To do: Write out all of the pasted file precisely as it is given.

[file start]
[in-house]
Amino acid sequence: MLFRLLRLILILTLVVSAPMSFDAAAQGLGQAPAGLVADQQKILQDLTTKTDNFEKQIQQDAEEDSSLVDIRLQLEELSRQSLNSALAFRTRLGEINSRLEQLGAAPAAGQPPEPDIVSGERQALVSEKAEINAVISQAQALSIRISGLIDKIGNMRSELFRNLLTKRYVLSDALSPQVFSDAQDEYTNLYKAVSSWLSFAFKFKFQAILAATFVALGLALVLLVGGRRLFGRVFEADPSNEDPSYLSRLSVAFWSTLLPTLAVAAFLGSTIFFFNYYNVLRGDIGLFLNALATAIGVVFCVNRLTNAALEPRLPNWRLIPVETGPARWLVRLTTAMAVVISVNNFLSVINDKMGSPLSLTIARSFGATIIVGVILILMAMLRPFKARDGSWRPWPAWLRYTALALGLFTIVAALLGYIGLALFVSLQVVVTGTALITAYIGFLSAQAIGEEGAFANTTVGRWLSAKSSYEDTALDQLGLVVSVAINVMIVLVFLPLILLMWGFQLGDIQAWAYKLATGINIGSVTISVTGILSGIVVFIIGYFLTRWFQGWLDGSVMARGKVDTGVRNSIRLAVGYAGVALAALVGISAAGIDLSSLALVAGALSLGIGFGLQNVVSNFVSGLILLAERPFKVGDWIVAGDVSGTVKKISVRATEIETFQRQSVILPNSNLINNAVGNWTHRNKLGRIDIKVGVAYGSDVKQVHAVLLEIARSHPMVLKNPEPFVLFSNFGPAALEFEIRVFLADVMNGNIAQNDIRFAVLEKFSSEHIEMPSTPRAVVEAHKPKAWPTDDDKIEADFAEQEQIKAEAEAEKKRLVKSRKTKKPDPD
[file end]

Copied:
[in-house]
Amino acid sequence: MLFRLLRLILILTLVVSAPMSFDAAAQGLGQAPAGLVADQQKILQDLTTKTDNFEKQIQQDAEEDSSLVDIRLQLEELSRQSLNSALAFRTRLGEINSRLEQLGAAPAAGQPPEPDIVSGERQALVSEKAEINAVISQAQALSIRISGLIDKIGNMRSELFRNLLTKRYVLSDALSPQVFSDAQDEYTNLYKAVSSWLSFAFKFKFQAILAATFVALGLALVLLVGGRRLFGRVFEADPSNEDPSYLSRLSVAFWSTLLPTLAVAAFLGSTIFFFNYYNVLRGDIGLFLNALATAIGVVFCVNRLTNAALEPRLPNWRLIPVETGPARWLVRLTTAMAVVISVNNFLSVINDKMGSPLSLTIARSFGATIIVGVILILMAMLRPFKARDGSWRPWPAWLRYTALALGLFTIVAALLGYIGLALFVSLQVVVTGTALITAYIGFLSAQAIGEEGAFANTTVGRWLSAKSSYEDTALDQLGLVVSVAINVMIVLVFLPLILLMWGFQLGDIQAWAYKLATGINIGSVTISVTGILSGIVVFIIGYFLTRWFQGWLDGSVMARGKVDTGVRNSIRLAVGYAGVALAALVGISAAGIDLSSLALVAGALSLGIGFGLQNVVSNFVSGLILLAERPFKVGDWIVAGDVSGTVKKISVRATEIETFQRQSVILPNSNLINNAVGNWTHRNKLGRIDIKVGVAYGSDVKQVHAVLLEIARSHPMVLKNPEPFVLFSNFGPAALEFEIRVFLADVMNGNIAQNDIRFAVLEKFSSEHIEMPSTPRAVVEAHKPKAWPTDDDKIEADFAEQEQIKAEAEAEKKRLVKSRKTKKPDPD